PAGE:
Bug Index


Vespula pennsylvanica

Yellow Jacket 

Wasps are beneficial insects. They are natural scavengers who eat other, pesty insects such as flies and caterpillars. They help by limiting (eating) the number of pest insects that bother people. Some wasps also pollinate plants and crops. It is important that wasps be left alone if they are not bothering you, because they have a painful sting. AND, they can sting you more than once.

Yellow Jackets are also scavengers. They hunt for food where ever they can find it. Wasps and Yellow Jackets often fly around when people are eating outside because they are looking for food.

There are seventeen species of wasps in North America. The species that people see most is the Western Yellow Jacket. Yellow jackets are beneficial because they are pollinators and every day they eat lots of pest insects like harmful caterpillars and flies.

Adult wasps are 1/2 to 3/4 inch long, with yellow and black stripes and transparent wings. Most people are afraid of Yellow Jackets because of their sting. The sting of a Yellow Jacket is very painful and can kill people who are allergic. Because of their sting, people remove Yellow Jacket nests and use poisons to kill them. However, nests should not be removed if the wasps are not interfering with the lives of people in the area - because the are beneficial to humans and the environment. 

Most people know what the yellow jackets look like. They are wasps with black and yellow markings on the head, thorax and abdomen. The Western Yellow Jacket is found throughout Canada and the United States, and south into Mexico.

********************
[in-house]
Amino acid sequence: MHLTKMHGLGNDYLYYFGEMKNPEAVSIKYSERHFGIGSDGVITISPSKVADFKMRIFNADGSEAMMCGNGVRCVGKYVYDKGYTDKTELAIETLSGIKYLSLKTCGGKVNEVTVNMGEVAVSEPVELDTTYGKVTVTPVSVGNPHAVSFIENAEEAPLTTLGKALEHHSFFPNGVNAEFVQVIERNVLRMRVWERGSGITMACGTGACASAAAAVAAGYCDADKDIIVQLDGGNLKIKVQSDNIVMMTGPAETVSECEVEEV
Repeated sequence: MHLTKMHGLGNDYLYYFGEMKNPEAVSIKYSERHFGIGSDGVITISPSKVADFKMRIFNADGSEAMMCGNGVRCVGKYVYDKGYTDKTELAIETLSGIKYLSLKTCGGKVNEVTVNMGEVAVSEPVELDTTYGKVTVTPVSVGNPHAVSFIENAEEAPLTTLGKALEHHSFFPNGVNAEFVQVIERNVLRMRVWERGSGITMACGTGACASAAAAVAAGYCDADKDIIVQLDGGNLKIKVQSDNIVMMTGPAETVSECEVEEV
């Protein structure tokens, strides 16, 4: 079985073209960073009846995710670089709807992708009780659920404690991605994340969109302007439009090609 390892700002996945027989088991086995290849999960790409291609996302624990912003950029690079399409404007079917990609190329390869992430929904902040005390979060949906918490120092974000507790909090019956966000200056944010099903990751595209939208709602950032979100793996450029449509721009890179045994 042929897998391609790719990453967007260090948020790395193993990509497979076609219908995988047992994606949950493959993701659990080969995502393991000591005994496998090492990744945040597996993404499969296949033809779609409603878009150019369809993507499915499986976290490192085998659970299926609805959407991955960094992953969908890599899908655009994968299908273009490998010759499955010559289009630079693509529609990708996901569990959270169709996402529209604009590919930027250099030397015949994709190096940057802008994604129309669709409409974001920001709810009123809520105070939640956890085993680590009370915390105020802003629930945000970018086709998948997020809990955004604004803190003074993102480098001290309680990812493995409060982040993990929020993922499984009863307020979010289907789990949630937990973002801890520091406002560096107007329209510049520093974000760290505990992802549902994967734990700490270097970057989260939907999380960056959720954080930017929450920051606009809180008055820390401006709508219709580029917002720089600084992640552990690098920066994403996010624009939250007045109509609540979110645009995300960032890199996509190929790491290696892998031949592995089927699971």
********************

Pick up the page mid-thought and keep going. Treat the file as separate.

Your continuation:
In most of North America, yellow jacket colonies are seen in the warmer months, but they die in the winter. Yellow jackets build their nests either in the ground or attached to branches of bushes or trees., sometimes you can find nests attached to buildings. People also find them under porches and steps and in the cracks of sidewalks. The Western Yellow Jacket likes to nest on the ground.

Yellow jacket 

Yellow Jackets are social wasps who live in colonies that contain workers, queens and males. Colonies only last for one year. The males and worker bees die every winter, but the queen lives on. Fertilized queens spend the winter in protected places like hollow logs, stumps, under bark, in leaf litter, in soil cavities and human-made structures. Queens come out of their winter hiding places when the weather gets warmer (from late February to early April). Then they select a nest site and build a small paper nest in which they lay eggs. After the eggs hatch, the queen feeds the young for about 18 to 20 days. The young (called Larvae) emerge later from the nest as small, infertile female wasps called workers..

Nobody likes to be stung by yellow jackets, and some people are very afraid of them. Unfortunately, when people are afraid, they sometimes panic and do things that make it more likely that they will get stung. If you see a wasp or yellow jacket, do not wave your arms around or move too fast. You should move away slowly without calling attention to yourself.

Yellow Jackets are drawn to people who are eating or drinking sweet foods outside. This is especially true in the fall when the yellow jackets are most aggressive. They are also drawn to people who wear perfumes or  cologne, because they are attracted to anything that smells like flowers. The also like to fly around people who are wearing brightly colored clothing, especially clothing with flower patterns.

Remember, when you see a wasp or yellow jacket, don't panic or try to kill it. These are beneficial bugs because they are pollinators and they feed on a lot of soft-bodied insects such as caterpillars and flies that are  harmful. 

Yellow jacket